Skeletal Growth Abnormalities can affect the Danish Mastiff, especially since he is a large dog.  The condition is clinically called Hypertrophic Osteodystrophy (HOD) and it is caused by the growth plates becoming inflamed. The plates are within the long bones.  Swelling, pain, loss of appetite, fever, and discomfort are all part of the condition. The fact that he may grow too fast for his size as a pup is one reason he is prone to this problem.  Dogs with UAP are often unable to walk, or lame, and the condition can quickly develop into degenerative joint disease or arthritis. If you suspect your Broho has this problem, seek help from his vet immediately.

While there is an unusually long list of maladies the Broho is suspeptble to, that doesn’t mean your dog will get any of the conditions listed.  Hopefully, he will live a long and healthy life.  But, the best thing you can do to ensure that is to keep a watchful eye on him for any signs that something isn’t right.

Is a Broholmer the Right Dog For Me?

If you think this Danish delight is the dog you’d like to have guarding your castle, it’s time to ask yourself some soul-searching questions.  Answer them honestly.  There are Broholmers who have been surrendered because their prospective pet parents didn’t take the time to weigh things all out.  He deserves your time and consideration.

Fist and foremost, are you able to handle a dog of the Broho’s size?  True, he’s a great dog with an excellent disposition but...the time could come when he is sure he should go after someone when in fact, he should not.  Any number of scenarios could take place to where you’ll need to be able to control him and he’s a big dog!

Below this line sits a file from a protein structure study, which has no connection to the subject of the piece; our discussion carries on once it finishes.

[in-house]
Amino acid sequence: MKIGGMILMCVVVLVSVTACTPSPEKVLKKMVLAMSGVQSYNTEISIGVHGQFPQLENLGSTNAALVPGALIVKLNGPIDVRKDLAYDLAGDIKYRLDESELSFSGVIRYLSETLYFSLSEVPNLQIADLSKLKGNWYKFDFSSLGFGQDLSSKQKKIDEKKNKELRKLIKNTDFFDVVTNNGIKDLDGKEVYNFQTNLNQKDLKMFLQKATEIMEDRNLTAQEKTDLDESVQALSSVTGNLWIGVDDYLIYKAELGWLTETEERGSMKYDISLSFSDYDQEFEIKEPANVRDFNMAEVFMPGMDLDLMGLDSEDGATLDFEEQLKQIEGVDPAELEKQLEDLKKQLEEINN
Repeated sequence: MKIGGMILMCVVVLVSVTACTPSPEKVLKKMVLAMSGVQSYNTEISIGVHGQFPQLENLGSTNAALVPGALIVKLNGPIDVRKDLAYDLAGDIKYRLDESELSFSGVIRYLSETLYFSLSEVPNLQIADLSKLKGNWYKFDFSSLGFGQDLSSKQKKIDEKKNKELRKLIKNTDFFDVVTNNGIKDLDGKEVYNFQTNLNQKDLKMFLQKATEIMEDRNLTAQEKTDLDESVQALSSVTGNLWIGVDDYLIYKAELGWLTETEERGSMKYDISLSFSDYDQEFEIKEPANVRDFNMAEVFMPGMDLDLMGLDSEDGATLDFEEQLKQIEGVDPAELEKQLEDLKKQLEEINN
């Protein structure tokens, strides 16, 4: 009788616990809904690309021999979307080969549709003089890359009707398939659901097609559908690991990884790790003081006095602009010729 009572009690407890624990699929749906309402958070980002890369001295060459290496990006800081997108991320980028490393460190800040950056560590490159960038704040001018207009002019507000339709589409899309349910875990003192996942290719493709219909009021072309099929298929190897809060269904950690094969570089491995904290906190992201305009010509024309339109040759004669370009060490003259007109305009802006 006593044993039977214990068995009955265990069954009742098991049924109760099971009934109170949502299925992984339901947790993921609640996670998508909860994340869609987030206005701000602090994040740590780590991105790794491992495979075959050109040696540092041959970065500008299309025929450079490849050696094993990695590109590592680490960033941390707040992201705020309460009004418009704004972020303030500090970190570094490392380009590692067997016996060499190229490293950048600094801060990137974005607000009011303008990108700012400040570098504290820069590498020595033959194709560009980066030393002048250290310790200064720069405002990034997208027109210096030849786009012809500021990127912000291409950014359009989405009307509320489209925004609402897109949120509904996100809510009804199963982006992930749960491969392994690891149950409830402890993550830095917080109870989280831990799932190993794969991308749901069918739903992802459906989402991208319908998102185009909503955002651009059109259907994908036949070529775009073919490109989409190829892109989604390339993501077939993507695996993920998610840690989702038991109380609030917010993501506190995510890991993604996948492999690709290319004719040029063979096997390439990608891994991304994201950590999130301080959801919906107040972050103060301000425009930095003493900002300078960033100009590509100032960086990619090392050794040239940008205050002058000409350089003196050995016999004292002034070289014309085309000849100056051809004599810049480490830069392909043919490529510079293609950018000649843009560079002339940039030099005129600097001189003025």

Are you active enough to commit to taking him for daily walks and playing with him too?  He’ll never be at his peak of health or happiness if you don’t.  Furthermore, like most dogs, he’ll get naughty if he gets too much energy pent up.  He doesn’t require a whole lot in the way of exercise but does require at least a half-hour per day...every day.  Are you up for that? He needs someone to encourage him to be active.  Will you be his someone?

Do you have other dogs or animals in the household?  The Broho can be trained to be around other animals, especially if he is raised with them but he also makes an awesome only pet.  If you do have other pets, be very wary about taking him in.  You might even bring him to the house for a trial run to see how things go first.

This dog is one you have to train.  He’s easy to train but training is not optional. It has to be done.  If you are not up for it, there is the alternative of having professional training do the job.  One or the other must take place though.  He’s too large to be the one in charge of you and until he is trained, that’s how it will be.

Can you be assertive and kind? The Broholmer is a dog who needs a good leader.  If you don’t step up to the plate to be one, he will and that’s not good for either one of you.  Make sure it is within your capabilities to be the dominant leader for this pooch but in a kind and loving way.

The Broho isn’t always the healthiest dog.  Are you willing to love him for better or for worse?  He may not live as long as other breeds either.  Are you able to share your heart for the time he does have?

If you have read and studied all the things about this dashing Danish and have found that he is the one for you, with all things considered, then...congratulations.  You may have just found the perfect addition to your kingdom.